Bumgardner, who plays bass and is well known as a music journalist, said each of the songs spoke to band members in some way. The band focused on songs they’d always wanted to perform or artists they wanted to pay homage to. Names like Jerry McCain, Duke Jenkins, John Nemeth, and Terry McMillian populate the song credits, along with a John Lennon tune, ‘Cold Turkey’.
“We brought them in and everybody felt a natural affinity for it,” Bumgardner said. “If we can take this thing and somebody reads it and says ‘John Nemeth? I want to go check out John Nemeth or Walter Trout, or Terry McMillian,’ it’s the same thing we did.”
The Luxuriant Sedans released Born Certified in early September. The album’s pristine clarity allows each track’s grit to stand out. ‘Stay Out of Automobiles,’ for example, is a driving rock number with squealing leads and fills on top of a groove that’s hardly comparable to the original tinny blues track released in 1954.
Wesolowski mentioned the Lennon tune, ‘Cold Turkey,’ as undergoing a metamorphosis in the hands of the Luxuriant Sedans. Bumgardner brought the song to the table, Wesolowski said, adding that he’d never heard the song before. He talked to some friends who were skeptical that the song would be a good fit for Wesolowski’s thick, throaty vocals.
“Then they’d hear our version and they’d go ‘it doesn’t sound anything like that.’ And it doesn’t,” Wesolowski said. “This is taking somebody’s songs and making them ours.”
Which leaves it difficult to put a label on the band. Not quite a straight rock band, and not a full blues band, the unique interpretation of each song on the album undercuts the ‘cover band’ label as well.
“It’s American music, but filtered through Great Britain,” Bumgardner said. “It’s definitely got one strong foot in London of 1972 and another strong foot in Chicago of the 1950s and in between you’ve got stuff that mates and has hot carnal sex and it comes out sounding like we do.”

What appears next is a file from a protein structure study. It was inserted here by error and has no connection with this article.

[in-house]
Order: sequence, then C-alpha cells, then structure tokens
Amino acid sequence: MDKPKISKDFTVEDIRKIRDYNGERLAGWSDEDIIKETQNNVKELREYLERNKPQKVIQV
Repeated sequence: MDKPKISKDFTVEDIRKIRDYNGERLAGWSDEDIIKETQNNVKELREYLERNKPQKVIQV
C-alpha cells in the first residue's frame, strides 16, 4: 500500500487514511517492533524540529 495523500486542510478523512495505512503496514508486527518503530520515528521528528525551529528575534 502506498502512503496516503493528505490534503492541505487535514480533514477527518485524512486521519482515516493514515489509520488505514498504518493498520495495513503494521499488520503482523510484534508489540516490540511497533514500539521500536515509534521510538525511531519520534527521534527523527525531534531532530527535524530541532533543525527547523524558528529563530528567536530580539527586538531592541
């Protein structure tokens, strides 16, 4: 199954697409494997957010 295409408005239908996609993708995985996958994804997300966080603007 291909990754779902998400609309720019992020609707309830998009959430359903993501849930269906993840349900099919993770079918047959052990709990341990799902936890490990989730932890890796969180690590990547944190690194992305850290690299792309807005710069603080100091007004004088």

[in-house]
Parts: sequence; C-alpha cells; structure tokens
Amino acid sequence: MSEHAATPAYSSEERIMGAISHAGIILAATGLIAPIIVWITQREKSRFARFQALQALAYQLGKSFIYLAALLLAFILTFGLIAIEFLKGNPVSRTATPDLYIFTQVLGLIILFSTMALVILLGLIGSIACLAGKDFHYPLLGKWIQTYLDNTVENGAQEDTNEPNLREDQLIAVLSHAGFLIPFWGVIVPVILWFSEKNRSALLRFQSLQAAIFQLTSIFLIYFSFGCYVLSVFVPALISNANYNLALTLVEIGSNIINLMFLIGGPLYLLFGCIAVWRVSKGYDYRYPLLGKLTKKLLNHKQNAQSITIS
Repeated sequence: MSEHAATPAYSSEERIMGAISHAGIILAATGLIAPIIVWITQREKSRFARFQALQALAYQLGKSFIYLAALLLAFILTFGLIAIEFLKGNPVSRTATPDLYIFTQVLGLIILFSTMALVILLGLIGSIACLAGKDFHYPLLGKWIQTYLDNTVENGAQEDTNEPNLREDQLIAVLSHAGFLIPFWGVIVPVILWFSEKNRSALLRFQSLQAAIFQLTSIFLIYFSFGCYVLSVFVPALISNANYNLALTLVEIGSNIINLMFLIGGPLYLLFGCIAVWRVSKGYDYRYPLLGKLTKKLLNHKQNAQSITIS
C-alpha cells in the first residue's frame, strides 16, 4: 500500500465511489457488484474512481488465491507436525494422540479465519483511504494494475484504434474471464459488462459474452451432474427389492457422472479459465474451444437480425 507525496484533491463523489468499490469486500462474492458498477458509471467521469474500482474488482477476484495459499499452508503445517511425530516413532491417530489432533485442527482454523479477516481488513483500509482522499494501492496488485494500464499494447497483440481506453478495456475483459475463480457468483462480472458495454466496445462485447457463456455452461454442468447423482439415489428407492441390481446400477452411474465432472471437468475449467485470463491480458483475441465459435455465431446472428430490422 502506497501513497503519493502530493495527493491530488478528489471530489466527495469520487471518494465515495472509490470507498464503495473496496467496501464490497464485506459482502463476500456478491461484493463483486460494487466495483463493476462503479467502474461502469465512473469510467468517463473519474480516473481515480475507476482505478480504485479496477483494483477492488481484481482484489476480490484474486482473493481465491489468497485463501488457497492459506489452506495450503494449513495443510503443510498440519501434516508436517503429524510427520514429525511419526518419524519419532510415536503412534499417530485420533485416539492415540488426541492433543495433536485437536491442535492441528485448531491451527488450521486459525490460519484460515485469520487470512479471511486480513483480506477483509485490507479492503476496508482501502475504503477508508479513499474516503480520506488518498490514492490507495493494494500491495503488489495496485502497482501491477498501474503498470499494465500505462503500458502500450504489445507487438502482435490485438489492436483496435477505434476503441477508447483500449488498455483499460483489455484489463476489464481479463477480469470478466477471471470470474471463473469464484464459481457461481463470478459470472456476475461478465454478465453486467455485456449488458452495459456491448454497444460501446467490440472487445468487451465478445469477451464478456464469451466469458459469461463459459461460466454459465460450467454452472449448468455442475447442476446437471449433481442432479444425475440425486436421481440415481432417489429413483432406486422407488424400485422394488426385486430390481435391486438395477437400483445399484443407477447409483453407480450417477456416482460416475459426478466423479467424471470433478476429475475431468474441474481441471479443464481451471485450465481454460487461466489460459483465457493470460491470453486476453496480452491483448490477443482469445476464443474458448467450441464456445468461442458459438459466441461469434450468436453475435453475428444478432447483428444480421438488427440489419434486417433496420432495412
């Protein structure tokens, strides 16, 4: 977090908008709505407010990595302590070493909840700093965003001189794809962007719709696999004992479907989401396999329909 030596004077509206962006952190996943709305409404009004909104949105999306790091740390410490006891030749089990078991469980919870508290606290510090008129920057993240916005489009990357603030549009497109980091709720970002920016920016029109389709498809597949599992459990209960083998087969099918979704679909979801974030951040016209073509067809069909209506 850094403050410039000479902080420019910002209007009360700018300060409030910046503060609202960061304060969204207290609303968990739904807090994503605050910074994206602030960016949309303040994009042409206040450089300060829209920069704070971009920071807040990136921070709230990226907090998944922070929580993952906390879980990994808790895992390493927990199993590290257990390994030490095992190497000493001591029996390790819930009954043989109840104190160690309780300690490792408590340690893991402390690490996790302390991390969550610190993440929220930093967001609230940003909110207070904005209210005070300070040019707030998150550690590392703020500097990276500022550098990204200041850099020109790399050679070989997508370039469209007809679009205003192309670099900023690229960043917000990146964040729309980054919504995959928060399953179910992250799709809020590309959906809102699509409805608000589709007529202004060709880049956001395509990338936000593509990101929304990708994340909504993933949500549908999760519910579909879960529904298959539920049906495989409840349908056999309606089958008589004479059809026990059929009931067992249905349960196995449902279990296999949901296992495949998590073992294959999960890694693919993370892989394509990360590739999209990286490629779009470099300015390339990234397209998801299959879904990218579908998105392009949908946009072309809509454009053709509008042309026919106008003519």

Both musicians credit the competitive, but friendly, music scene of Winston- Salem in the 1970s for shaping their dedication to craft. Back then, Bumgardner said, bands would set the bar and expect others to keep up or stay home.
“We’re really blessed in that the music scene that we grew up in … there were no bad musicians. And they’re still playing, most of them are,” he said. “Even the lesser bands could play. The central figure in all that is who we dedicated the album to, Sam Moss.”
Moss, who passed away in 2007, was a mainstay on the local music scene for years, running Sam Moss Guitars on Burke Street until shortly before his death. The spot was the place to talk shop, hang out, or buy gear.
All the Luxuriant Sedans were close to Moss, especially guitarist Rob Slater, who played in bands with Moss over the years.
“He was a real mentor,” Wesolowski said. “He never got properly recorded. There are all kinds of cassette tapes of him playing at live shows, but like we tell a lot of people, if Sam were alive he’d be in this damn band with us.”
Slater and Moss “were as close as brothers,” Wesolowski said, and in later years Slater would set up Sam’s gear at shows and perform sound checks. Friends bought him a large wig, dubbed ‘the Sam wig,’ which Slater would wear on stage.
Sam Moss lives on in the Luxuriant Sedans, Wesolowski said.
Bumgardner agreed. “There is at some point in every show, every time we play, where Sam plays,” he said. “Rob just hands the guitar to him.” !